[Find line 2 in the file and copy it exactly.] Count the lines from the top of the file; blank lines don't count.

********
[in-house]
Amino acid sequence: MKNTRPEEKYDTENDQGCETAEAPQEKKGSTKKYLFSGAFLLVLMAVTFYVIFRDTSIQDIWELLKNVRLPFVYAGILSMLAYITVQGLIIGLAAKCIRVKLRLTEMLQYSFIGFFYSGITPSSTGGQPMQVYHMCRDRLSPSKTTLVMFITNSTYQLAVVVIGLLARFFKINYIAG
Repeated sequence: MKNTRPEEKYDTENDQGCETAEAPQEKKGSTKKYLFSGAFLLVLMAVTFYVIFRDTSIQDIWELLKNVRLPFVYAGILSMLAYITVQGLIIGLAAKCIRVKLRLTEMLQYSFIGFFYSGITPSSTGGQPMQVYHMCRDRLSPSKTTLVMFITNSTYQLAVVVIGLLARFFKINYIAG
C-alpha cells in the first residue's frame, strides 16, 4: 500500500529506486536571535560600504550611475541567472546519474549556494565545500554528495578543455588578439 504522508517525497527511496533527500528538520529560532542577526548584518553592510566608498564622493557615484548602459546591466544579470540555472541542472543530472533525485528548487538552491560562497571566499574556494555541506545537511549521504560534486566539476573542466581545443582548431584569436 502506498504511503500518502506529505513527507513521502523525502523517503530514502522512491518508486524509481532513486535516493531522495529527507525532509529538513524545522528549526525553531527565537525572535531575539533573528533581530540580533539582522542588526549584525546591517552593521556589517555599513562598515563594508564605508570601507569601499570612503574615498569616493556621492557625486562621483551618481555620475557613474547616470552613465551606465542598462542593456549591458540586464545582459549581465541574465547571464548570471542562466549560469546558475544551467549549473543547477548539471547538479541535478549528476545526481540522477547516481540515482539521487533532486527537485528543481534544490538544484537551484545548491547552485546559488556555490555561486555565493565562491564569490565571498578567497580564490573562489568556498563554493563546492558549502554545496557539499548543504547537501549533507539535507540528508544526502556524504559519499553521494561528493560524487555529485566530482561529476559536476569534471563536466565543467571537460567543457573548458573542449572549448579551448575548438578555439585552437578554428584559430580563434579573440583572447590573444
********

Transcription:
Amino acid sequence: MKNTRPEEKYDTENDQGCETAEAPQEKKGSTKKYLFSGAFLLVLMAVTFYVIFRDTSIQDIWELLKNVRLPFVYAGILSMLAYITVQGLIIGLAAKCIRVKLRLTEMLQYSFIGFFYSGITPSSTGGQPMQVYHMCRDRLSPSKTTLVMFITNSTYQLAVVVIGLLARFFKINYIAG